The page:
3. Fumage takes us deep into the common law of England and, like murage, is a term denoting a kind of taxation. It comes from the word fumus, meaning "smoke," and it was a tax on chimneys that one might have in one's house. It was also known as a feuage/fuage (from the Old French "fire") or focage (the word focage is derived from the Latin focus, which means "hearth." Hm...maybe I can see an essay coming here on the word "focus," which has assumed a great importance in American English in the last several years). We have this historical statement:
"A fumage, or tax of smoke farthings, or hearth tax...ranges among those of the Anglo-Saxon period. Such a tax is mentioned subsequently in Doomsday Book. It seems to have been a customary payment to the king for every hearth in all houses except those of the poor."
I would like to know more about this tax. Was it assessed because it was difficult to meaure all the wood that might have been taken from the King's forests--but a tax on chimneys was another way to get at this issue? Don't know, but someday I may...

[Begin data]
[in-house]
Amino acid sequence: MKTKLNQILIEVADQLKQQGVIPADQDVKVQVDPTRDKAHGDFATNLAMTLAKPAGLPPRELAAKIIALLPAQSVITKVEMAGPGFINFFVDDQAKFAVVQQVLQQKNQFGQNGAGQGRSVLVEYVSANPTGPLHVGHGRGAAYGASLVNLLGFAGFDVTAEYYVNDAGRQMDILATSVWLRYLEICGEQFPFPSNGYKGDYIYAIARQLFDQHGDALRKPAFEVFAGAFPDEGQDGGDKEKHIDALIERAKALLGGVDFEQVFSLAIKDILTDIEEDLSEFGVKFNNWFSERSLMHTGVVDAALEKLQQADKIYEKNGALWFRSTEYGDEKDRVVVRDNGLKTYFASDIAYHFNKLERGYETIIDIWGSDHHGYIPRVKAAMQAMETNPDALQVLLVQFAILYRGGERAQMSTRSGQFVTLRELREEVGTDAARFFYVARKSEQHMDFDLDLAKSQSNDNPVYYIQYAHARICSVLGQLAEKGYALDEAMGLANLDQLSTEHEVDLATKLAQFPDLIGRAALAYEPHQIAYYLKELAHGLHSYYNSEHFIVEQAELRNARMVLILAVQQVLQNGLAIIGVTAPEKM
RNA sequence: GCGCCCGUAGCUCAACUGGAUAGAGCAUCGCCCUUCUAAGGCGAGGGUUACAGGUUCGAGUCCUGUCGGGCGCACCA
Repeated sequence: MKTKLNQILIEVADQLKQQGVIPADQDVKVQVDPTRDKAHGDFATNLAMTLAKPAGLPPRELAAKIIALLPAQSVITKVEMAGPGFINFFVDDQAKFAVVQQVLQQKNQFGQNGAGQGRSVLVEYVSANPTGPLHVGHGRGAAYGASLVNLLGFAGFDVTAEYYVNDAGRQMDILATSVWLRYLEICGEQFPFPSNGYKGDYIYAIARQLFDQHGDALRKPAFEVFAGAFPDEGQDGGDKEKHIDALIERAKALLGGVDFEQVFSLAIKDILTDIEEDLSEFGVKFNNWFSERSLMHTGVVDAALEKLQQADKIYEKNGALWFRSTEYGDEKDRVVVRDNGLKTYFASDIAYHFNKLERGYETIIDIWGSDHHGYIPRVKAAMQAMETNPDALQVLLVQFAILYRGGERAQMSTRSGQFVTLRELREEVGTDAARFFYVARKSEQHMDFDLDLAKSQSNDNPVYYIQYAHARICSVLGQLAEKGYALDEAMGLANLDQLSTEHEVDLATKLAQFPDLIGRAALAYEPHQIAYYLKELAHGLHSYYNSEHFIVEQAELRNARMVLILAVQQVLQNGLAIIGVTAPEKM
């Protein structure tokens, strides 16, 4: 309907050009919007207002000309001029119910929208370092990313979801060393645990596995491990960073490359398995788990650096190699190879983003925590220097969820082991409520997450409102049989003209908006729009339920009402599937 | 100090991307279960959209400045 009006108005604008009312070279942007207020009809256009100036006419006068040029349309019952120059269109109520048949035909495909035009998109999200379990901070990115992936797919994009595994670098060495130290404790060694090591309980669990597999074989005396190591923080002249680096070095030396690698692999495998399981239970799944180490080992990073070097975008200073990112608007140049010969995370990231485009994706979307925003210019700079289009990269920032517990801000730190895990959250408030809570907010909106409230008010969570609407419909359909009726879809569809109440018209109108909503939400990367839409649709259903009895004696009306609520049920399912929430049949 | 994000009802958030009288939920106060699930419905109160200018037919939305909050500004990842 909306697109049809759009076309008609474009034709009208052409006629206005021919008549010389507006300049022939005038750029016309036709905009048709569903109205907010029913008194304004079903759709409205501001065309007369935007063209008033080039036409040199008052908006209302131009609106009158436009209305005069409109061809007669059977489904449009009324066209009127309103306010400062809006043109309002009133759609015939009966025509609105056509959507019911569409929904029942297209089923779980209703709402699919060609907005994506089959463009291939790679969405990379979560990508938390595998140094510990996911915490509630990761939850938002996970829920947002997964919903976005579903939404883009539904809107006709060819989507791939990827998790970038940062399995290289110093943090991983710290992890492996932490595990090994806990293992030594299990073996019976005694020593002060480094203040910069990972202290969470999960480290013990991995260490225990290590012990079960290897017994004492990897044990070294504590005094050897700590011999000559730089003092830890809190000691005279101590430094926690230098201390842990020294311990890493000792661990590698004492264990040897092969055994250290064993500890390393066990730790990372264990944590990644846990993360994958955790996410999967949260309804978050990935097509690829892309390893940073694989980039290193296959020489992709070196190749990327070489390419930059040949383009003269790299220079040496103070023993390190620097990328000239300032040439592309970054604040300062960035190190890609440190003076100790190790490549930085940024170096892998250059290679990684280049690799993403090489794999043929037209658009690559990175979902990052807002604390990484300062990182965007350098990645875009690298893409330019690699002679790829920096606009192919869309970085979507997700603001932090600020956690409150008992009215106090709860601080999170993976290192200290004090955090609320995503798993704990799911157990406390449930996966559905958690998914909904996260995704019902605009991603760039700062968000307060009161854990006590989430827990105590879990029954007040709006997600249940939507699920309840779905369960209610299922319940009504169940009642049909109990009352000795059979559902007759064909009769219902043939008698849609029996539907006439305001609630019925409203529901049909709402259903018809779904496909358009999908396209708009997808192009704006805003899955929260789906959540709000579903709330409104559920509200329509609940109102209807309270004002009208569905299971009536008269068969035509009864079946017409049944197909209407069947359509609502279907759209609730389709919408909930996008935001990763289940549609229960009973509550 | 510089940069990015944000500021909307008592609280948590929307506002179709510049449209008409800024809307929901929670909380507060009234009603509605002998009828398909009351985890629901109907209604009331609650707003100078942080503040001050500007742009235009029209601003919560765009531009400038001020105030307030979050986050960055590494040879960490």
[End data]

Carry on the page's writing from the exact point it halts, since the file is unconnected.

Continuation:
4. and 5. Well, why not just go to a Brazilian dish now--farofa. The word isn't on the Phrontistery list, but it is in the OED and I, to my shame, don't remember having heard the word. But it really is a very simple and common one, if you know anything about Portuguese food/cooking. I love this video of a guy from "Cuca Brazuca" teaching us how to make farofa. You put a lot of butter in a frying pan, to which you add chopped onions and mix with butter. Once onions have softened up, add a tablespoon of palm oil and then a bunch of cassava flour. Stir it all up, and you have a tasty-looking yellow delicious meal. Well, we can't stop there, we have to look at someone making feijoada, cutting up dry meat, putting in water for a few hours. Then, you take some black beans, wash them, put the meat over the beans, add ribs, water, chili, bay leafs and lots of salt. Oh, you also have put in loads of tomatoes and some slices of bacon. Then you let it simmer for a few hours and "see what happens." Then crushed garlic and onions are added so that it has a real tasty garlic flavor. This web site tells us that for 300 years feijoada has "reigned supreme" in the Brazilian kitchen. It was invented by slaves, who began mixing their masters' pork leftovers with black beans used to feed animals. Now, almost everyone has his/her favorite feijoada recipe. You learn words, and you learn to enjoy food. Next, you will want to learn to cook Brazilian, then visit Brazil, then learn Brazilian dances, marry a Brazilian and, who knows, you may end up moving to Sao Paulo.